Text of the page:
The E30 generation BMW M3, the very first of its name, has become one of the most sought-after sports cars in recent years. It was the standard to which all sports cars labeled as such were held to. Which is one reason you can find a few examples going for almost $100,000 on Hemmings. It’s so desirable that even classic car buyers seemed to have stopped caring whether or not an E30 they find is even all original. Case in point: this E30 M3 with an S50 engine transplant from a next-generation E36 M3.
It should be known by now that collectors are really into number-matching parts and period-correct details. It’s what drives their obsession and, concurrently, the upward swing of classic car market prices. So to see an M3 that’s essentially been resto-modded, with 118,000 miles on the clock, at a starting bid of $35,000 — that’s proof that it’s too late to get a good deal on an original M3, let alone a modded and restored one.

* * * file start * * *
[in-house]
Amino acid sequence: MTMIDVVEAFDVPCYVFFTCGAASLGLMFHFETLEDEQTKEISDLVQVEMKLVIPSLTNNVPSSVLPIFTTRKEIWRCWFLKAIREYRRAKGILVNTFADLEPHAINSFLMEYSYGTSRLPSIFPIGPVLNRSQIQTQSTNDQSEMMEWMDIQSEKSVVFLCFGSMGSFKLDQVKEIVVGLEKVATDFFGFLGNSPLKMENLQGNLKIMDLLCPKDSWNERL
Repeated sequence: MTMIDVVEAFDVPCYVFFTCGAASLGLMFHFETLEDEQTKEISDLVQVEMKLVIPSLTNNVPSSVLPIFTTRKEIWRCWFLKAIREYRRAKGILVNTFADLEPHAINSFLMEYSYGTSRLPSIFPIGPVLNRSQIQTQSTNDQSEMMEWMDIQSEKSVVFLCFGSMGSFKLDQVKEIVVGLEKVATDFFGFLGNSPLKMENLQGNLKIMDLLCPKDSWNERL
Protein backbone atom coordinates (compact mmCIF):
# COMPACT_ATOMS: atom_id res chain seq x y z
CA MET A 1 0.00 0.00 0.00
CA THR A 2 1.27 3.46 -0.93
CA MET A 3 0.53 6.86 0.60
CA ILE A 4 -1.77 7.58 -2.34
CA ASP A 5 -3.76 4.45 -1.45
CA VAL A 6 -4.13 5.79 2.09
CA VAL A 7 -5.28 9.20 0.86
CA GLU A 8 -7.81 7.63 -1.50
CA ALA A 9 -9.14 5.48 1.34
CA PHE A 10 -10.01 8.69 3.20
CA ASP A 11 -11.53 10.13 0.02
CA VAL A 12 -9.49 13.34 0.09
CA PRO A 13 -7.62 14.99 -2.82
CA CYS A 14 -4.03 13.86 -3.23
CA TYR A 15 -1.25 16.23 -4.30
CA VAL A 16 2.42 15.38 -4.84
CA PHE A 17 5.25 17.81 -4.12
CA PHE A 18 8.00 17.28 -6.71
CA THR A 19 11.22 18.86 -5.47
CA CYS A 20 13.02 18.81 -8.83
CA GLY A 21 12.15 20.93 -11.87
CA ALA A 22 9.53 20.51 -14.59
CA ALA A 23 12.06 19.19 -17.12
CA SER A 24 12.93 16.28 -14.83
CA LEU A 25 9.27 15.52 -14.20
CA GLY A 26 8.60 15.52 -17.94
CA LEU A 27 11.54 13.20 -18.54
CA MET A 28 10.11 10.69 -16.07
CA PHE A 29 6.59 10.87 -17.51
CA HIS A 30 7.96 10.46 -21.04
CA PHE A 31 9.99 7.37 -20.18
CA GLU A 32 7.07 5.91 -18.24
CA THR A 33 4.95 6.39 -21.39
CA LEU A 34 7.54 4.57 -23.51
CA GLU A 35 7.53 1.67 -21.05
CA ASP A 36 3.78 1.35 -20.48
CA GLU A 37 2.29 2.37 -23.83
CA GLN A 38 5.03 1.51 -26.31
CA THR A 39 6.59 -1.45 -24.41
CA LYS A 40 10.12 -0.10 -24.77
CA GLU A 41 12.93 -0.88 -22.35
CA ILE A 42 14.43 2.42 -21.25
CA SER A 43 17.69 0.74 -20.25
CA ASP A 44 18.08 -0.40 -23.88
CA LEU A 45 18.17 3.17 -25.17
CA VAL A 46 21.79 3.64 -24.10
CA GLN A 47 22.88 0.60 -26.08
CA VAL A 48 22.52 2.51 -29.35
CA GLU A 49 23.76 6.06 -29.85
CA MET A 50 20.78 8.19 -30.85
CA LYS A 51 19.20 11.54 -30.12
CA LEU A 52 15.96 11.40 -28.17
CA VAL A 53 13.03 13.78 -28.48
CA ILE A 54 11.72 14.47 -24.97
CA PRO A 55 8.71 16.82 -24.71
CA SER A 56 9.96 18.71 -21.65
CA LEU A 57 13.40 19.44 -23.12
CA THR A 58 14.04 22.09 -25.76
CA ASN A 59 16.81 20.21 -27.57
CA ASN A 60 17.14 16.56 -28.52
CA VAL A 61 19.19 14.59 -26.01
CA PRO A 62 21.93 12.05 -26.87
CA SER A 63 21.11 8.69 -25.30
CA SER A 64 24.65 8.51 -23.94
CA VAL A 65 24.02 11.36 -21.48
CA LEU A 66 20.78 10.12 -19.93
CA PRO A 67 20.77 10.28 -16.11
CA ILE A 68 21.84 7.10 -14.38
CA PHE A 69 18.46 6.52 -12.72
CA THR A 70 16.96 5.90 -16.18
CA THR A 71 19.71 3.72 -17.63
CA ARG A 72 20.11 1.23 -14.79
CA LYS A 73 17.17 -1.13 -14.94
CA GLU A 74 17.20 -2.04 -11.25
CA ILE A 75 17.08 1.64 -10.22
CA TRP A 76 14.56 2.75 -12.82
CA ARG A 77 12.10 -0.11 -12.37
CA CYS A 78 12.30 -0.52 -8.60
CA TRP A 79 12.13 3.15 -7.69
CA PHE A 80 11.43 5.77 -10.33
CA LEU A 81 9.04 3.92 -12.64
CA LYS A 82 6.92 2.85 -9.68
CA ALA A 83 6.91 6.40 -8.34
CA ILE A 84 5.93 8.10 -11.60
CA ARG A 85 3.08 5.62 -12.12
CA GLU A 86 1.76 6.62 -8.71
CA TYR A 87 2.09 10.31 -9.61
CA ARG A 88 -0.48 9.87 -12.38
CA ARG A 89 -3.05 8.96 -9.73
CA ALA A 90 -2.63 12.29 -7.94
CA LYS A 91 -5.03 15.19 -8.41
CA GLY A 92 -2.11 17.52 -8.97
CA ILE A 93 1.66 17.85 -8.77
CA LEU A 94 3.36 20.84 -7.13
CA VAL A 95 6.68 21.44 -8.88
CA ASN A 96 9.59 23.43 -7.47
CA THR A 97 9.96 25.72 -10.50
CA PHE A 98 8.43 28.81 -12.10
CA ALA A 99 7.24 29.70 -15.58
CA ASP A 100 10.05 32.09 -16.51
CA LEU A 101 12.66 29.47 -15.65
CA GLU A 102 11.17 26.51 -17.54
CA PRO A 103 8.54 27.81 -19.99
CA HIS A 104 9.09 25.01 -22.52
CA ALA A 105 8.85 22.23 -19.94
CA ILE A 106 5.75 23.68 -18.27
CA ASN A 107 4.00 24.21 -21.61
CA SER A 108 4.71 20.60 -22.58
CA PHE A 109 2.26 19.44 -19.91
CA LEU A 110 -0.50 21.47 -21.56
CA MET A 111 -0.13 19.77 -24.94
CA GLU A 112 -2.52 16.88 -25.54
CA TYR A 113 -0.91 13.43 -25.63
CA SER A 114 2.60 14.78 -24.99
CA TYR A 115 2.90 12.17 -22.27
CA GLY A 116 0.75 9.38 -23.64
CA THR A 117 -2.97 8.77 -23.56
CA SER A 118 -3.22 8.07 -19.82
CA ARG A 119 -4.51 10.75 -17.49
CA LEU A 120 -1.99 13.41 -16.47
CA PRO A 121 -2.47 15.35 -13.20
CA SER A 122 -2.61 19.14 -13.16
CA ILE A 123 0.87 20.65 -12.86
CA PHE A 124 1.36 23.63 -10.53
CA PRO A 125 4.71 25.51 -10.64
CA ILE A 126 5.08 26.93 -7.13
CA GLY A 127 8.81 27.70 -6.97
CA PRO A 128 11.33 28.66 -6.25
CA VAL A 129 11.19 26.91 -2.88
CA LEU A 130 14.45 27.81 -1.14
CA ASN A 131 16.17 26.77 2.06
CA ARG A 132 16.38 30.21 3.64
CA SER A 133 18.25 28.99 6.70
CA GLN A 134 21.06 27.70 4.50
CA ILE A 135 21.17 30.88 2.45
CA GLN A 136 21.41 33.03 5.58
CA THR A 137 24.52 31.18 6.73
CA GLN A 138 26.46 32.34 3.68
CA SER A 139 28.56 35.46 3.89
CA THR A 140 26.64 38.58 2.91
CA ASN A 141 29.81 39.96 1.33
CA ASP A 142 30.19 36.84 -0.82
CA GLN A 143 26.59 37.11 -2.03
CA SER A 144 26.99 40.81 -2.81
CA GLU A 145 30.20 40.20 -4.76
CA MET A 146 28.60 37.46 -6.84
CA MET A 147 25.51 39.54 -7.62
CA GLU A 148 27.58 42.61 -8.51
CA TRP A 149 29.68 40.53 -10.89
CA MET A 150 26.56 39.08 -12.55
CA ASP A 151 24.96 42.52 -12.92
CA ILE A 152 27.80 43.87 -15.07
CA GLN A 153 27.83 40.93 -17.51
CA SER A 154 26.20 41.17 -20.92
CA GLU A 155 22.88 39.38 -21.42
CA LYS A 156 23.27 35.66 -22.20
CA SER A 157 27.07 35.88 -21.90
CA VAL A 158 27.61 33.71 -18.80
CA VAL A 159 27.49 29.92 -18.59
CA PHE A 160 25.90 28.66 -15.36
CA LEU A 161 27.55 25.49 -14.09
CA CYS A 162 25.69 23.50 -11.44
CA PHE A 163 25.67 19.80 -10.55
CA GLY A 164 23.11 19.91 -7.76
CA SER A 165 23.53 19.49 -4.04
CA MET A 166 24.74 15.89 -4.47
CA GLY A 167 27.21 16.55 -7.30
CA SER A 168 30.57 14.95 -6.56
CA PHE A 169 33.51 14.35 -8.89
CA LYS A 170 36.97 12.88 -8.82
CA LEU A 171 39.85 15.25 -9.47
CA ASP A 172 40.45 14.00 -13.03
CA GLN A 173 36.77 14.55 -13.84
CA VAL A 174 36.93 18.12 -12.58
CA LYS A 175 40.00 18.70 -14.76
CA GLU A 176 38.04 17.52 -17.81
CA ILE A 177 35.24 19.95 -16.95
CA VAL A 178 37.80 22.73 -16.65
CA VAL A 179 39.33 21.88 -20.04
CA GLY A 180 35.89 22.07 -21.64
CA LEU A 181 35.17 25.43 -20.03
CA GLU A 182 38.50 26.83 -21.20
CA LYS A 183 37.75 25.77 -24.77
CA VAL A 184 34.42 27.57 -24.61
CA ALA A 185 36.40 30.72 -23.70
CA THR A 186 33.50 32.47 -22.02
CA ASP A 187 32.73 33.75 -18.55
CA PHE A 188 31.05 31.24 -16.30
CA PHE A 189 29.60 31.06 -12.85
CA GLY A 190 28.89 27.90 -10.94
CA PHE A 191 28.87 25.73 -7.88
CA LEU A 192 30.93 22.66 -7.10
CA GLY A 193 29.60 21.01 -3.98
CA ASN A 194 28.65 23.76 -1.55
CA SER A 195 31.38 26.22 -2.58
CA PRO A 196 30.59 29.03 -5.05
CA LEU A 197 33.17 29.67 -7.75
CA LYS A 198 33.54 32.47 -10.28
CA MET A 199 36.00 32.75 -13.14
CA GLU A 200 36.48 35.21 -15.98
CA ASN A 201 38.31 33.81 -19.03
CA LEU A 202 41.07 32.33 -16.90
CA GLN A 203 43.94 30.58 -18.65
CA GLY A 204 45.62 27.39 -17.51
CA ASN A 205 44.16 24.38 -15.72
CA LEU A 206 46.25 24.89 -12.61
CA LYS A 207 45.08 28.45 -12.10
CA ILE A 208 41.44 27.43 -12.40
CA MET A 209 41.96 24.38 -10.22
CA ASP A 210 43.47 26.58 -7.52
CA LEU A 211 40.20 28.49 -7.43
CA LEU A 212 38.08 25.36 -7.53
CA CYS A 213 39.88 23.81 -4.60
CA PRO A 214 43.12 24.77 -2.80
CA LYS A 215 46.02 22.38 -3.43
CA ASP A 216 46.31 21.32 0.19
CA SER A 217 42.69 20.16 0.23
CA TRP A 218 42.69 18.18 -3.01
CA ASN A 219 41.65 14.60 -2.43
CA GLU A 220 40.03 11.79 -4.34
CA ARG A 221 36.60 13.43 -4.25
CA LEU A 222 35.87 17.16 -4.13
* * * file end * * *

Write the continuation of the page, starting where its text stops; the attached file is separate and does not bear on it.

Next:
Editor’s Note: The price listed reflects the bid at the time of publishing.
Maybe You’d Prefer a German Sportscar
Generally, classic car resale values hinge on minute details: number-matching parts, factory-spec paint, even certain trim options. But when it boils down to it, not having factory paint really won’t spoil the fun you have behind the wheel, will it? Read the Story